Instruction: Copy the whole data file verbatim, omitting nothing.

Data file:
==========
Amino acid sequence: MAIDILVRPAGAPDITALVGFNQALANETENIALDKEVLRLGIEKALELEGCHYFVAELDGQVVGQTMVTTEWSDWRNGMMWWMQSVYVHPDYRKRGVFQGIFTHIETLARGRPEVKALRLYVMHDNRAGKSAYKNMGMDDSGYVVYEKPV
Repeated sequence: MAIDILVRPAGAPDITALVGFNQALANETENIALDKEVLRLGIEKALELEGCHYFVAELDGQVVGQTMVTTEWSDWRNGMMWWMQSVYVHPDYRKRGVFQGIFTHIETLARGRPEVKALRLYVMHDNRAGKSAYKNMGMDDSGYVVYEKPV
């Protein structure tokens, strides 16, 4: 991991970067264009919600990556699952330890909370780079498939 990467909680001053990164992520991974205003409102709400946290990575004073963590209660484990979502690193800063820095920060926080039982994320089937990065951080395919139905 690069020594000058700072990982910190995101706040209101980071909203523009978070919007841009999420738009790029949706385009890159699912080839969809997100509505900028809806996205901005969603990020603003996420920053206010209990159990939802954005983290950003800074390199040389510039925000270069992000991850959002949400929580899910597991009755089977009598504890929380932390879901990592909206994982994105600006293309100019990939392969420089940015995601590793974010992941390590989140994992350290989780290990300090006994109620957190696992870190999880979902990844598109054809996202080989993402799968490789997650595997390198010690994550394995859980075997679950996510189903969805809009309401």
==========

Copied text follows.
Amino acid sequence: MAIDILVRPAGAPDITALVGFNQALANETENIALDKEVLRLGIEKALELEGCHYFVAELDGQVVGQTMVTTEWSDWRNGMMWWMQSVYVHPDYRKRGVFQGIFTHIETLARGRPEVKALRLYVMHDNRAGKSAYKNMGMDDSGYVVYEKPV
Repeated sequence: MAIDILVRPAGAPDITALVGFNQALANETENIALDKEVLRLGIEKALELEGCHYFVAELDGQVVGQTMVTTEWSDWRNGMMWWMQSVYVHPDYRKRGVFQGIFTHIETLARGRPEVKALRLYVMHDNRAGKSAYKNMGMDDSGYVVYEKPV
């Protein structure tokens, strides 16, 4: 991991970067264009919600990556699952330890909370780079498939 990467909680001053990164992520991974205003409102709400946290990575004073963590209660484990979502690193800063820095920060926080039982994320089937990065951080395919139905 690069020594000058700072990982910190995101706040209101980071909203523009978070919007841009999420738009790029949706385009890159699912080839969809997100509505900028809806996205901005969603990020603003996420920053206010209990159990939802954005983290950003800074390199040389510039925000270069992000991850959002949400929580899910597991009755089977009598504890929380932390879901990592909206994982994105600006293309100019990939392969420089940015995601590793974010992941390590989140994992350290989780290990300090006994109620957190696992870190999880979902990844598109054809996202080989993402799968490789997650595997390198010690994550394995859980075997679950996510189903969805809009309401």